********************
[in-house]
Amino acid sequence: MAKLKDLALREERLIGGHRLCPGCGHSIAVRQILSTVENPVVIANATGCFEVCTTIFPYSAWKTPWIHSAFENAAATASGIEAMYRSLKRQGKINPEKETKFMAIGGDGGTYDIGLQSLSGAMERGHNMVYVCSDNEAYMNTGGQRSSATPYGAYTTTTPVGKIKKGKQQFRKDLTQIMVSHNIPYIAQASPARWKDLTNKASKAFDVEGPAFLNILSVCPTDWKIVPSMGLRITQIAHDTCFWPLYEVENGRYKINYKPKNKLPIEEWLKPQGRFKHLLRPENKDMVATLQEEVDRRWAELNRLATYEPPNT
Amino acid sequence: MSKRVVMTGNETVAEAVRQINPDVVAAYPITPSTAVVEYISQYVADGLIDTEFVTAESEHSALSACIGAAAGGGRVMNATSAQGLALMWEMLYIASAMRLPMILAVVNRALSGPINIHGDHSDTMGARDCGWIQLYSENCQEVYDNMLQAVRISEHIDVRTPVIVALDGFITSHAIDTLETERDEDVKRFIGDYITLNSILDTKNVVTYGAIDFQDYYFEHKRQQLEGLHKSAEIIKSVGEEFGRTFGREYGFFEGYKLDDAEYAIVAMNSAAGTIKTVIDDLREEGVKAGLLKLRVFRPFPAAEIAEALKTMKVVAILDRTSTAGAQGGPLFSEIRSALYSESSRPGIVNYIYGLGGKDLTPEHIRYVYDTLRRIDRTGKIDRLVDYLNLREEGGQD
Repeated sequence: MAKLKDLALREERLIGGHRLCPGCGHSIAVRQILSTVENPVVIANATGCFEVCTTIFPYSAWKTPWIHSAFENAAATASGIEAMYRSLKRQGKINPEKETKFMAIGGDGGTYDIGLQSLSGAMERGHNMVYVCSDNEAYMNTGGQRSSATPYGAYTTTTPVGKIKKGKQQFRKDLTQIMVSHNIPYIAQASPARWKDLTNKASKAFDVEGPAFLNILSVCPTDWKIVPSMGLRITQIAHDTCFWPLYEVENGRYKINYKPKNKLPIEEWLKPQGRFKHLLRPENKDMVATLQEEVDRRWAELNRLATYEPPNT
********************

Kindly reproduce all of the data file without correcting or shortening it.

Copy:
[in-house]
Amino acid sequence: MAKLKDLALREERLIGGHRLCPGCGHSIAVRQILSTVENPVVIANATGCFEVCTTIFPYSAWKTPWIHSAFENAAATASGIEAMYRSLKRQGKINPEKETKFMAIGGDGGTYDIGLQSLSGAMERGHNMVYVCSDNEAYMNTGGQRSSATPYGAYTTTTPVGKIKKGKQQFRKDLTQIMVSHNIPYIAQASPARWKDLTNKASKAFDVEGPAFLNILSVCPTDWKIVPSMGLRITQIAHDTCFWPLYEVENGRYKINYKPKNKLPIEEWLKPQGRFKHLLRPENKDMVATLQEEVDRRWAELNRLATYEPPNT
Amino acid sequence: MSKRVVMTGNETVAEAVRQINPDVVAAYPITPSTAVVEYISQYVADGLIDTEFVTAESEHSALSACIGAAAGGGRVMNATSAQGLALMWEMLYIASAMRLPMILAVVNRALSGPINIHGDHSDTMGARDCGWIQLYSENCQEVYDNMLQAVRISEHIDVRTPVIVALDGFITSHAIDTLETERDEDVKRFIGDYITLNSILDTKNVVTYGAIDFQDYYFEHKRQQLEGLHKSAEIIKSVGEEFGRTFGREYGFFEGYKLDDAEYAIVAMNSAAGTIKTVIDDLREEGVKAGLLKLRVFRPFPAAEIAEALKTMKVVAILDRTSTAGAQGGPLFSEIRSALYSESSRPGIVNYIYGLGGKDLTPEHIRYVYDTLRRIDRTGKIDRLVDYLNLREEGGQD
Repeated sequence: MAKLKDLALREERLIGGHRLCPGCGHSIAVRQILSTVENPVVIANATGCFEVCTTIFPYSAWKTPWIHSAFENAAATASGIEAMYRSLKRQGKINPEKETKFMAIGGDGGTYDIGLQSLSGAMERGHNMVYVCSDNEAYMNTGGQRSSATPYGAYTTTTPVGKIKKGKQQFRKDLTQIMVSHNIPYIAQASPARWKDLTNKASKAFDVEGPAFLNILSVCPTDWKIVPSMGLRITQIAHDTCFWPLYEVENGRYKINYKPKNKLPIEEWLKPQGRFKHLLRPENKDMVATLQEEVDRRWAELNRLATYEPPNT